Dr Anarfi Asamoa-Baah, the Presidential Advisor on COVID-19, has advised scientists to create innovative ways of deepening engagement with policy makers and the media for investment and appreciation of the importance of research.
He said meaningful engagement right from the beginning and in every step of the way throughout the process would create a sense of ownership and enable the policy makers to appreciate the work done.
Dr Asamoa-Baah said: “It is through these engagements that we would be able to mobilise the resources needed to support research in the country and Africa,” Dr Asamoa-Baah added.
He said the media played a crucial role in educating people with scientific information given the level of science and health literacy in the world and urged scientists not to leave them out in the engagement process.
The Presidential Advisor said this at the opening ceremony of the Sixth Annual Research Conference organised by the West African Center for Cell Biology Infectious Pathogens (WACCBIP) to enhance excellent scientific research.
It was on the theme: “Building Forward: Elevating African Research Innovation and Output.”
The three-day event is aimed at creating a platform for young researchers to share their research ideas and output with the goal of elevating African research and innovation.
It also seeks to elevate African research through African institutions and initiatives focusing on diseases and conditions that were very specific to African scientists and have national importance in the global landscape.
Professor Nadia Sam-Agudu, a Senior Technical Advisor, Pediatric and Adolescent HIV at the Institute of Human Virology Nigeria, in delivering a lecture on ‘Building Sustainable Research Partnerships and Productivity in West Africa and Central Africa’ emphasised the importance of collaborative research.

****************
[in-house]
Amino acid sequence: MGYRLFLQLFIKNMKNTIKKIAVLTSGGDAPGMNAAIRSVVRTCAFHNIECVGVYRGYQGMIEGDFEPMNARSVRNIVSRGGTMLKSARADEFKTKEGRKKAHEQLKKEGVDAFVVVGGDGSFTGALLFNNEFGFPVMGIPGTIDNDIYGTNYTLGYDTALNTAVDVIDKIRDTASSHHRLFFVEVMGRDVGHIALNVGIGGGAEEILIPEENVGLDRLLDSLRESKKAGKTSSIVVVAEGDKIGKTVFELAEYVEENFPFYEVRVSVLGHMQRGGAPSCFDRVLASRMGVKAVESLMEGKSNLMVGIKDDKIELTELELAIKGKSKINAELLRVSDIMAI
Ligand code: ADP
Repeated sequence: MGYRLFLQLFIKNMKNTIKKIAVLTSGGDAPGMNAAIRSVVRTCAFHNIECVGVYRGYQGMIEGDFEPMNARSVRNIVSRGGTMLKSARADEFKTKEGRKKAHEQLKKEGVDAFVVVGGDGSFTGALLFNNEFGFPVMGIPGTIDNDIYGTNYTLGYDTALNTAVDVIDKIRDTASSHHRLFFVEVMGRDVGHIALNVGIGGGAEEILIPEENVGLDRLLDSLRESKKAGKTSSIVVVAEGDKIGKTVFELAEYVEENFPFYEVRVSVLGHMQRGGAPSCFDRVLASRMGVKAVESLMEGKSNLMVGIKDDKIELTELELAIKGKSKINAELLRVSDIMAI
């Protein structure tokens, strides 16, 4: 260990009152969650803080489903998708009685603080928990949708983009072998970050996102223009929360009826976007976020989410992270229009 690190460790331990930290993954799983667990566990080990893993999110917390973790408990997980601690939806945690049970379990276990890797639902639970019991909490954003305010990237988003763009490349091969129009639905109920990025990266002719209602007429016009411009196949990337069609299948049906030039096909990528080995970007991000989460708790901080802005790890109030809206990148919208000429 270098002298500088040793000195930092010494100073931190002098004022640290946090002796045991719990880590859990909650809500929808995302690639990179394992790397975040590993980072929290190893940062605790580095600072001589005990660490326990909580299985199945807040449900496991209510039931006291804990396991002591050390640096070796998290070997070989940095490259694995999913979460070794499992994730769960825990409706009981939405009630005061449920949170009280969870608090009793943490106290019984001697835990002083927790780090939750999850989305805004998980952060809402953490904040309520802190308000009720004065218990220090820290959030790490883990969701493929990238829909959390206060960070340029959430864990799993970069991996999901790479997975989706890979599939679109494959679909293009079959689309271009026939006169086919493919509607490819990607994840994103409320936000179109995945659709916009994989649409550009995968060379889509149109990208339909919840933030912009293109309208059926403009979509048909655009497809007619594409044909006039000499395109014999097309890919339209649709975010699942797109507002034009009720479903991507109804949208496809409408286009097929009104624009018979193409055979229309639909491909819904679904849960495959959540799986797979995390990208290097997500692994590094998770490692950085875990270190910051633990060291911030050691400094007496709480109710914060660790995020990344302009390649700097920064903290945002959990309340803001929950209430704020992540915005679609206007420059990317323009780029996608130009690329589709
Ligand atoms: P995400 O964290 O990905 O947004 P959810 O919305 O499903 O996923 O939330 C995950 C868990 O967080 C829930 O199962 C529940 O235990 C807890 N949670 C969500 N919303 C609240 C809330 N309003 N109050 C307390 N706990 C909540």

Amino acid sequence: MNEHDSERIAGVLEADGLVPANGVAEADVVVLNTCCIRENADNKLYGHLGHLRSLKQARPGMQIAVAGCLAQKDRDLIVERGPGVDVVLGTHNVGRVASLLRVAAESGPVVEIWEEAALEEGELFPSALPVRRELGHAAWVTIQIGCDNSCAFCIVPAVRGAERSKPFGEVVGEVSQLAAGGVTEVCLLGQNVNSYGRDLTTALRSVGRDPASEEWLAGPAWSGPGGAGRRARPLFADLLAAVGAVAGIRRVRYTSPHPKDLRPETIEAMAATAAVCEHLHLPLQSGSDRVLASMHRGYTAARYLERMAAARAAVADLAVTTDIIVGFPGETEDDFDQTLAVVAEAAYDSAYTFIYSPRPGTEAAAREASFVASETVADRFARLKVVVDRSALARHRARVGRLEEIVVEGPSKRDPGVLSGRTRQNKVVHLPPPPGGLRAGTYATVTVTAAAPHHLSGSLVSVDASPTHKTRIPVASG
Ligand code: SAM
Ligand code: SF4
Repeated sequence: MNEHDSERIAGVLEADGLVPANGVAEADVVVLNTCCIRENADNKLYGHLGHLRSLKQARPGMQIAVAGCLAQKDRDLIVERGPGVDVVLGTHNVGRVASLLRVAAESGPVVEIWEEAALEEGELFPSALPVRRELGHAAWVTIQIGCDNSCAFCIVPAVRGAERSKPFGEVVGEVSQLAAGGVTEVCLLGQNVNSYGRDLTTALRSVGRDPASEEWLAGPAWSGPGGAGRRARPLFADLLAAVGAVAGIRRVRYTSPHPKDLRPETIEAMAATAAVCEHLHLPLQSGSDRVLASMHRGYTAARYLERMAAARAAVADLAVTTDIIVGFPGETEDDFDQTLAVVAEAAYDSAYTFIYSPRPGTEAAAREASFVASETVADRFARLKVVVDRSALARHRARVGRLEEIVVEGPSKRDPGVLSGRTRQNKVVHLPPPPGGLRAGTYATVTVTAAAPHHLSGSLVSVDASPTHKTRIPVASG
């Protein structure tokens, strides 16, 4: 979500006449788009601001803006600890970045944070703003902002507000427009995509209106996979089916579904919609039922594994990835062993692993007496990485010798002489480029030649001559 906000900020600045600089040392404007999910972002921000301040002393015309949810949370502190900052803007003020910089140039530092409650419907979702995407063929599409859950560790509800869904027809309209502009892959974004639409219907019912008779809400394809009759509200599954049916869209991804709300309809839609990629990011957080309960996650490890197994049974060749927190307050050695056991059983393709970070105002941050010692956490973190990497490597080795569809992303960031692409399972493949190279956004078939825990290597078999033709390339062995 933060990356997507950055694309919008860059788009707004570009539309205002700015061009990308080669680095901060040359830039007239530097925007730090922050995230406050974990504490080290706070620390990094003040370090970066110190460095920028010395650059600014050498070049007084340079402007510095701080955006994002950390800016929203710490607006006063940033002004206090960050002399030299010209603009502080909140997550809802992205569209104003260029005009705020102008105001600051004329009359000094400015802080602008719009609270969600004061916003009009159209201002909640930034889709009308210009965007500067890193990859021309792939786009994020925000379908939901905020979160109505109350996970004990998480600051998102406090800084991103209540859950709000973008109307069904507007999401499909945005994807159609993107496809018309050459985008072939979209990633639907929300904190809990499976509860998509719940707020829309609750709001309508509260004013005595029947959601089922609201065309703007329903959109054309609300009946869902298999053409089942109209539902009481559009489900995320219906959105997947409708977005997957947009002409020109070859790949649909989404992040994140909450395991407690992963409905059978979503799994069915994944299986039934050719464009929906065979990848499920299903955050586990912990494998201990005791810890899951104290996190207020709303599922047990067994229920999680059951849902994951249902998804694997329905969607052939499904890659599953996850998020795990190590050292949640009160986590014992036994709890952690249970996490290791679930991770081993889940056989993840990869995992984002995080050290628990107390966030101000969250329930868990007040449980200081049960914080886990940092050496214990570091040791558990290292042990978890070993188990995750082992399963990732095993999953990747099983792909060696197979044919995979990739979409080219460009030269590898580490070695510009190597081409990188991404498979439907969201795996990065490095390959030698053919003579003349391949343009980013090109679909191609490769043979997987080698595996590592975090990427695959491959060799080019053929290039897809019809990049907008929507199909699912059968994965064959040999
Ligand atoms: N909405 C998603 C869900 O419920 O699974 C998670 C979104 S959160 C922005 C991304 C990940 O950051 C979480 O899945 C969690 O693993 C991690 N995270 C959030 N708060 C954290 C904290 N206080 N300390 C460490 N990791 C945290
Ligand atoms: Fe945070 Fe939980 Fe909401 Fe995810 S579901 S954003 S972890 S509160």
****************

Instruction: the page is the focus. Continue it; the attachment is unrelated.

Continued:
She said to drive equitable partnerships, productivity, and sustainability, there was the need for funding, power and decision making, sharing of opportunities and benefits.
Professor Gordon Awandare, Director of WACCBIP, urged Ghana to leverage its own indigenous financing sources and valued products, such as graduates with the potential to do research and development locally to assist address issues important to the nation.
He said for example majority of WACCBIP findings were utilised in some of the policies implemented to control the spread of the infection during the COVID-19 pandemic, stating that money should be spent where most effective.
He said investment in research development and innovation in Africa was extremely low, which was why researchers secured funding from outside and urged government to prioritise the sector for more growth.
Prof Awandare lauded WACCBIP for not only doing research but also training more than 300 young scientists throughout the continent for master’s, PhD, and post-doctoral degrees to assist improve the knowledge and technical ability of Africans. The event also saw the launch of the upgraded WACCBIP website.
WACCBIP, established in 2014, seeks to improve the diagnosis, prevention, and control of tropical diseases in sub-Saharan Africa by providing advanced-level training and research excellence in cell and molecular biology.